A diagnostic medical sonography career requires formal education, such as that of an associate degree or post secondary certificate. Many different employers will also require the individual to have their professional certification.
Educational Requirements: What Are They?
Universities and colleges offer both the associate and the bachelor degree program in sonography. You can also choose to do a one-year certificate program, although those are normally useful to individuals who are already working in a related healthcare field, such as nursing. Employers will often prefer a certificate or degree from an accredited hospital or institute. Accredited programs often follow specific courses and include clinical training. The programs also include courses in interpreting sonographic images and medical terminology. Most of the programs are divided into the field that corresponds to the relevant certification exam, such as breast sonography or abdominal sonography.
Some sonographers can graduate with their degree in nursing or radiologic technology and then receive training on-the-job from their employers. High school students interested in a diagnostic medical sonography career should take classes in physiology, anatomy and mathematics.
Certification and Licensing
Most of the time, employers prefer hiring sonographers with professional certification. The sonographer can obtain certification from graduating from an accredited program and successfully passing an exam. Most of the exams correlate to the specialty field that the sonographer has the most interest in, such as that of an exam for an abdominal sonography. Few states require that the diagnostic medical sonographer needs licensing. Generally, professional certification is required to get licensed. Sonographers need to take continuing education to maintain their certification and keep it current.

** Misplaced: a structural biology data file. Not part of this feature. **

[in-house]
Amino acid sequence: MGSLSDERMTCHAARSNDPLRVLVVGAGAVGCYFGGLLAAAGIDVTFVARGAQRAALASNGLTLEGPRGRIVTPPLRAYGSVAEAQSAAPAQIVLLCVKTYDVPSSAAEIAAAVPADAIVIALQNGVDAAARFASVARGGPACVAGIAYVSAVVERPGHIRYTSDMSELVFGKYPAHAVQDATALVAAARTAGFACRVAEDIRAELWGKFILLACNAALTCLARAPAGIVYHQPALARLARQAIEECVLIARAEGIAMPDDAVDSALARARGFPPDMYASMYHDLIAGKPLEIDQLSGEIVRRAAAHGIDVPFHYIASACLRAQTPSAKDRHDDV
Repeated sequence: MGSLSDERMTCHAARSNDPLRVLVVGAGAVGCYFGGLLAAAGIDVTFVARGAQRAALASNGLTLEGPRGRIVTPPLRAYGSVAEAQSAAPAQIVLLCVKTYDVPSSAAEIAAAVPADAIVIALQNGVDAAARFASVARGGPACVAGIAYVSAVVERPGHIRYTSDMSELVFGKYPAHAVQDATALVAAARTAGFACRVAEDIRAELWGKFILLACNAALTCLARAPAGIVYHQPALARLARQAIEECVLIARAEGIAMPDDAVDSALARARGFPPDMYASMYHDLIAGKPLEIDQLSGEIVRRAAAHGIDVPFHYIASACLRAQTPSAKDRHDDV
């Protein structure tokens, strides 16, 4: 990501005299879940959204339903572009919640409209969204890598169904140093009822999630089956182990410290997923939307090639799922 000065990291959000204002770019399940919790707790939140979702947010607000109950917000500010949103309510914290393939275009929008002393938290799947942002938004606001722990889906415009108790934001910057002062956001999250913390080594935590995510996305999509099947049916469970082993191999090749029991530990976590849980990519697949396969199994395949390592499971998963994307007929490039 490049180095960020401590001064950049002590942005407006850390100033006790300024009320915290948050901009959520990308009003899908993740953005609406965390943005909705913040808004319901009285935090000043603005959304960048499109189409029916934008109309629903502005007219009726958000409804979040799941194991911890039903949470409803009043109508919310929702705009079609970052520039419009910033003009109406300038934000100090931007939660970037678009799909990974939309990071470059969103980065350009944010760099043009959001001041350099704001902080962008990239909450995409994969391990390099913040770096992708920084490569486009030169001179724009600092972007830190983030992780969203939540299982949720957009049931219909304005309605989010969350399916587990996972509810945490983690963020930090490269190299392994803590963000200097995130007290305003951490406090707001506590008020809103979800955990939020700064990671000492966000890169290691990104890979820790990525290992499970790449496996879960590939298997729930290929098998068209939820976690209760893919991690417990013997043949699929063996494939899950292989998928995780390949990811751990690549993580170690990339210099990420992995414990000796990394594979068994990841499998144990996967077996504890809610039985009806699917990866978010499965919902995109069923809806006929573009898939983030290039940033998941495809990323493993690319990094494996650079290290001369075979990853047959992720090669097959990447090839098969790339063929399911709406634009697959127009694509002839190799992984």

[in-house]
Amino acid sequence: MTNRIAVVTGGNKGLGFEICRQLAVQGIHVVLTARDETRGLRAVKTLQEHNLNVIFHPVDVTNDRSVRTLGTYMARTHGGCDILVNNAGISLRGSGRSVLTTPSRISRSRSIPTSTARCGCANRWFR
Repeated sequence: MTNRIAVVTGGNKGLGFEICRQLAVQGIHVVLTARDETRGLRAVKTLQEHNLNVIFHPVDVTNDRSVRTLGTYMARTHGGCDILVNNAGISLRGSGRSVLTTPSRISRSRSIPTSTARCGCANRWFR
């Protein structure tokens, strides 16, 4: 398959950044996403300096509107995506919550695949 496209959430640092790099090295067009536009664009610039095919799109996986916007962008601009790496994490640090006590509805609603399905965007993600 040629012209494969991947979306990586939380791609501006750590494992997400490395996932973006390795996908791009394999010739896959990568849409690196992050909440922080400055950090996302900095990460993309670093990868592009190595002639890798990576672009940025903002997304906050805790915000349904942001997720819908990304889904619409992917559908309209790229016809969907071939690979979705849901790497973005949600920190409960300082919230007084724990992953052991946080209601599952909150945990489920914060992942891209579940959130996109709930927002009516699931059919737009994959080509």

Important Qualities of a Sonographer
Diagnostic sonographers need to follow a precise set of instructions to obtain the images needed to treat and diagnose patients. They need to pay attention to the screens when they are scanning the patient because the cues for contrasting healthy and unhealthy areas are often subtle. To get quality images, the sonographer needs to be capable of moving equipment along the body in response to whatever they notice on the screen.
eSonographers work on their feet for an extended period. They have to be capable of lifting and moving patients requiring assistance. These professionals need to understand how to appropriately operate complex machinery and instruments. Sonographers work closely with patients. There are times when the patient is in an extreme amount of mental stress or pain, so the sonographer needs cooperation from the patient to get images that can be used.
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